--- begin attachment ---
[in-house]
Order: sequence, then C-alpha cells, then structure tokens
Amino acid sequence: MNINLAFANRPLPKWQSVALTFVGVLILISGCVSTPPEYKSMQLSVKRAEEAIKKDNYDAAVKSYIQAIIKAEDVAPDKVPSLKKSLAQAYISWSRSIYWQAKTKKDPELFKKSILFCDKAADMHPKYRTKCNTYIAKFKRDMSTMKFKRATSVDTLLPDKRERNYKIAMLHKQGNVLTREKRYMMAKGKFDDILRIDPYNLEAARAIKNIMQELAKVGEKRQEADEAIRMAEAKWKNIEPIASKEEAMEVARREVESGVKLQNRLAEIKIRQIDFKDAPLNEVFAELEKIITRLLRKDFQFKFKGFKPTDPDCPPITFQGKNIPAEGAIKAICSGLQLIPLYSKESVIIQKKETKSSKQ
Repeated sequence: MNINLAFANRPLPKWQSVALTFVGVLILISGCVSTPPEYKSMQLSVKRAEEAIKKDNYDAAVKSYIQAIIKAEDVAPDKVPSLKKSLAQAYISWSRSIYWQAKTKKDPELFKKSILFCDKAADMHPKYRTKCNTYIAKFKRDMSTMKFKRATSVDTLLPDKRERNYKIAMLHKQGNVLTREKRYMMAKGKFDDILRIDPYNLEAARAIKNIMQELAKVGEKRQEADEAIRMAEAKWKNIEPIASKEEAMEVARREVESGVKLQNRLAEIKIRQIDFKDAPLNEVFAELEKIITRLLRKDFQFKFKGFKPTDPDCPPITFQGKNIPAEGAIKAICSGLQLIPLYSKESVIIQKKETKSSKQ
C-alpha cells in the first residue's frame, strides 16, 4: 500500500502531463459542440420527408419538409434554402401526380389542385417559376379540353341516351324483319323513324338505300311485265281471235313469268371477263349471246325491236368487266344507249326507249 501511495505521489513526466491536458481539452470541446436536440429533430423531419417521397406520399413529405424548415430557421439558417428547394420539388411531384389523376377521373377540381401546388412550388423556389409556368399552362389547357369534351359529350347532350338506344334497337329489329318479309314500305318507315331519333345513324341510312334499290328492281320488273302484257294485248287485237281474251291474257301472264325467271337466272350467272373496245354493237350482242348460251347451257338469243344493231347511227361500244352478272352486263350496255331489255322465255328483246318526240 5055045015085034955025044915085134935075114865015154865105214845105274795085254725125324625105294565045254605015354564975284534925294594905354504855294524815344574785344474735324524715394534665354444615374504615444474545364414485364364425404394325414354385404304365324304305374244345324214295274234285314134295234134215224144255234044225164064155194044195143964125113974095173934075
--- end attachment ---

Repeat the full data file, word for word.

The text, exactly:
[in-house]
Order: sequence, then C-alpha cells, then structure tokens
Amino acid sequence: MNINLAFANRPLPKWQSVALTFVGVLILISGCVSTPPEYKSMQLSVKRAEEAIKKDNYDAAVKSYIQAIIKAEDVAPDKVPSLKKSLAQAYISWSRSIYWQAKTKKDPELFKKSILFCDKAADMHPKYRTKCNTYIAKFKRDMSTMKFKRATSVDTLLPDKRERNYKIAMLHKQGNVLTREKRYMMAKGKFDDILRIDPYNLEAARAIKNIMQELAKVGEKRQEADEAIRMAEAKWKNIEPIASKEEAMEVARREVESGVKLQNRLAEIKIRQIDFKDAPLNEVFAELEKIITRLLRKDFQFKFKGFKPTDPDCPPITFQGKNIPAEGAIKAICSGLQLIPLYSKESVIIQKKETKSSKQ
Repeated sequence: MNINLAFANRPLPKWQSVALTFVGVLILISGCVSTPPEYKSMQLSVKRAEEAIKKDNYDAAVKSYIQAIIKAEDVAPDKVPSLKKSLAQAYISWSRSIYWQAKTKKDPELFKKSILFCDKAADMHPKYRTKCNTYIAKFKRDMSTMKFKRATSVDTLLPDKRERNYKIAMLHKQGNVLTREKRYMMAKGKFDDILRIDPYNLEAARAIKNIMQELAKVGEKRQEADEAIRMAEAKWKNIEPIASKEEAMEVARREVESGVKLQNRLAEIKIRQIDFKDAPLNEVFAELEKIITRLLRKDFQFKFKGFKPTDPDCPPITFQGKNIPAEGAIKAICSGLQLIPLYSKESVIIQKKETKSSKQ
C-alpha cells in the first residue's frame, strides 16, 4: 500500500502531463459542440420527408419538409434554402401526380389542385417559376379540353341516351324483319323513324338505300311485265281471235313469268371477263349471246325491236368487266344507249326507249 501511495505521489513526466491536458481539452470541446436536440429533430423531419417521397406520399413529405424548415430557421439558417428547394420539388411531384389523376377521373377540381401546388412550388423556389409556368399552362389547357369534351359529350347532350338506344334497337329489329318479309314500305318507315331519333345513324341510312334499290328492281320488273302484257294485248287485237281474251291474257301472264325467271337466272350467272373496245354493237350482242348460251347451257338469243344493231347511227361500244352478272352486263350496255331489255322465255328483246318526240 5055045015085034955025044915085134935075114865015154865105214845105274795085254725125324625105294565045254605015354564975284534925294594905354504855294524815344574785344474735324524715394534665354444615374504615444474545364414485364364425404394325414354385404304365324304305374244345324214295274234285314134295234134215224144255234044225164064155194044195143964125113974095173934075